In classrooms, on playgrounds, and in homes, students continually hear messages, implicit or explicit, about intelligence. The kinds of praise we offer students, the way we respond to their mistakes, and how we react to their successes, all impact their beliefs about intelligence. As a result, students hold implicit beliefs about intelligence, their own abilities, and the abilities of others.
Dr. Carol Dweck has carried out groundbreaking research on students’ understanding of intelligence and how it influences school success. Her work shows that students tend to possess one of two belief systems – or ‘mindsets’ – about intelligence. Students with a fixed mindset believe that intelligence is innate and unchangeable. By contrast, students with agrowth mindset understand that intelligence is flexible. Growth-minded students realize that with dedicated effort, their skills and abilities can develop over time. These students tend to approach challenges as ‘bumps in the road’ while fixed-minded students tend to view set-backs as ‘roadblocks.’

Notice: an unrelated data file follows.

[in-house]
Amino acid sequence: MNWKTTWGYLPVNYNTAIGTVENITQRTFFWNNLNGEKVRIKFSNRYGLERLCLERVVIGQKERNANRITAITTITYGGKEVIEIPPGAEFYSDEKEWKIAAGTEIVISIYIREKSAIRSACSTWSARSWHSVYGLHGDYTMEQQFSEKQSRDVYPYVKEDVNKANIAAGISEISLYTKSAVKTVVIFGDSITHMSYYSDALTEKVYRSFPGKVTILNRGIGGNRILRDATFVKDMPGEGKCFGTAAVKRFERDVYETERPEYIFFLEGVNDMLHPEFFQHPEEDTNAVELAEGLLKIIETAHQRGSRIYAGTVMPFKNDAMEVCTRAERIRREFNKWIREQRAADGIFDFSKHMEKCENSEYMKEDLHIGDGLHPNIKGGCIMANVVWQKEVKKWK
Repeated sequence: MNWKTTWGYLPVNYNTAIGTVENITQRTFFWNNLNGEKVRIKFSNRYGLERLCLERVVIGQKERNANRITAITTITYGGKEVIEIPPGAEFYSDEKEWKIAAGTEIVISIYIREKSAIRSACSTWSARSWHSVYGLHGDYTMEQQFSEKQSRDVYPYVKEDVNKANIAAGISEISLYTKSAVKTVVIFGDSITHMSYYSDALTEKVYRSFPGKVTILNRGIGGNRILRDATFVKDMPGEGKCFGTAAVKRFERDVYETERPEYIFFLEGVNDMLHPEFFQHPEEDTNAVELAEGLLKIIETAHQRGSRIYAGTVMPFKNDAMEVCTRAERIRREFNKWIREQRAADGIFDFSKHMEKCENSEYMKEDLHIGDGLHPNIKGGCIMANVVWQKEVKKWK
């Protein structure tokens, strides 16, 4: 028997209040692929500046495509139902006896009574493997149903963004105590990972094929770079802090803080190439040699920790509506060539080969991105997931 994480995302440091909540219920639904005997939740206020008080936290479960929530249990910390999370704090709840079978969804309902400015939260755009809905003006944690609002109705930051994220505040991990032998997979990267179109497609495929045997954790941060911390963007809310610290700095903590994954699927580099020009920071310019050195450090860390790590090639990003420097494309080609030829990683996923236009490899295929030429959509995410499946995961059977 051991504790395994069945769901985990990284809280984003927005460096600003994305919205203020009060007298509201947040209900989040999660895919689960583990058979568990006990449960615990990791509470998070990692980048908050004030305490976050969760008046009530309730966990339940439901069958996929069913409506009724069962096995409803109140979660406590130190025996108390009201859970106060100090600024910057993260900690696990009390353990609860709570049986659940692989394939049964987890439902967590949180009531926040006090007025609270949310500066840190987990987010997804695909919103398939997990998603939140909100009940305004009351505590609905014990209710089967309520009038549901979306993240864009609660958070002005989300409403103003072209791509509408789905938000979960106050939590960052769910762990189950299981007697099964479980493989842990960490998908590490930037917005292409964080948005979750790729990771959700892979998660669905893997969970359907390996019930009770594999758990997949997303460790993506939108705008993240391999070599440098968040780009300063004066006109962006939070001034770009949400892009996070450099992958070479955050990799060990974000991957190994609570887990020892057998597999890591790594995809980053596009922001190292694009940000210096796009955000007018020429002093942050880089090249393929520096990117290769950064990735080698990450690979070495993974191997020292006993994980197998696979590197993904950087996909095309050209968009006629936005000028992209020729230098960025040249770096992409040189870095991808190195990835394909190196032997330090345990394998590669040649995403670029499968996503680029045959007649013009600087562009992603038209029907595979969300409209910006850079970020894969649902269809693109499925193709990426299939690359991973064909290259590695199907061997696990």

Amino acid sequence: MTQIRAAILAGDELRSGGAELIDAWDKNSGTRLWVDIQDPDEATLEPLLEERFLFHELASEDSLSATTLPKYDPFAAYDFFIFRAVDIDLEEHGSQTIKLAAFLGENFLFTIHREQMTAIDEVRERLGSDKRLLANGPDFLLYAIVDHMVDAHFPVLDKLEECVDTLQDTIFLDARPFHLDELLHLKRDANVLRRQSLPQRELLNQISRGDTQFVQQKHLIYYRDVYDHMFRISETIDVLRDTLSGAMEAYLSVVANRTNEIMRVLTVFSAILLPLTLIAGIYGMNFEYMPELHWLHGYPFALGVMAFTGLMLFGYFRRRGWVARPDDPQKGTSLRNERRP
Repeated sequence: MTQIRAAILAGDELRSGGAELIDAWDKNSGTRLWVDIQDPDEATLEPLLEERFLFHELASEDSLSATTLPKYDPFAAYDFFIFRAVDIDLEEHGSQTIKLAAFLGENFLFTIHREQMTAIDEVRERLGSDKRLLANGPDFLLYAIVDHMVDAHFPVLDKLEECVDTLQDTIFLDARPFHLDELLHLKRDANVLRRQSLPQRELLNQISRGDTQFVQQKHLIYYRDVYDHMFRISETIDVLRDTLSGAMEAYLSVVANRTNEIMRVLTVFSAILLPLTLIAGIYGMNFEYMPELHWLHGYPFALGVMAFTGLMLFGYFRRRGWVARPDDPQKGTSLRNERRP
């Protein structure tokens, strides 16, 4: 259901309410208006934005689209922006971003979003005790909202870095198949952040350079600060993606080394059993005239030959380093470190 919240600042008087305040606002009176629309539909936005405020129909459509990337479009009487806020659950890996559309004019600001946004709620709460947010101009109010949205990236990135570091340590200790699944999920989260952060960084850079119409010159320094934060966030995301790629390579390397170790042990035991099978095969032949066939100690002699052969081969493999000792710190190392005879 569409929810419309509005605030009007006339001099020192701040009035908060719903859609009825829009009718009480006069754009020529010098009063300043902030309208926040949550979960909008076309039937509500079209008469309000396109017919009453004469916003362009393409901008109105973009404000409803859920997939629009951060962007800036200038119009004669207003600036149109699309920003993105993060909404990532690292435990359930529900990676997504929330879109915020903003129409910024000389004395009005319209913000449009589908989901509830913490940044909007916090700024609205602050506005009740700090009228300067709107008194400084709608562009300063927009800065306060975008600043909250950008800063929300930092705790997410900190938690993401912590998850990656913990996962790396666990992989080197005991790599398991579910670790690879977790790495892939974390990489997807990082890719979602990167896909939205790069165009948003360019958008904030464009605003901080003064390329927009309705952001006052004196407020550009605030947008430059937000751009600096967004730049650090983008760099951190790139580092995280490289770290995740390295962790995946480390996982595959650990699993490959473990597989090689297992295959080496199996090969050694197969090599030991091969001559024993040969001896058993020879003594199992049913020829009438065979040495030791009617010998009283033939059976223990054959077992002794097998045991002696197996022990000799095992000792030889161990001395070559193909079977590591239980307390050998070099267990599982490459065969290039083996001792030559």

Students’ mindsets significantly impact their success in school. Years of mounting evidence shows that growth-minded students tend to have better academic outcomes than their fix-minded peers. In addition, they are more likely to be intrinsically motivated, enjoying learning for the pleasure of learning rather than just to reach an external goal.
Our Research on Growth Mindset
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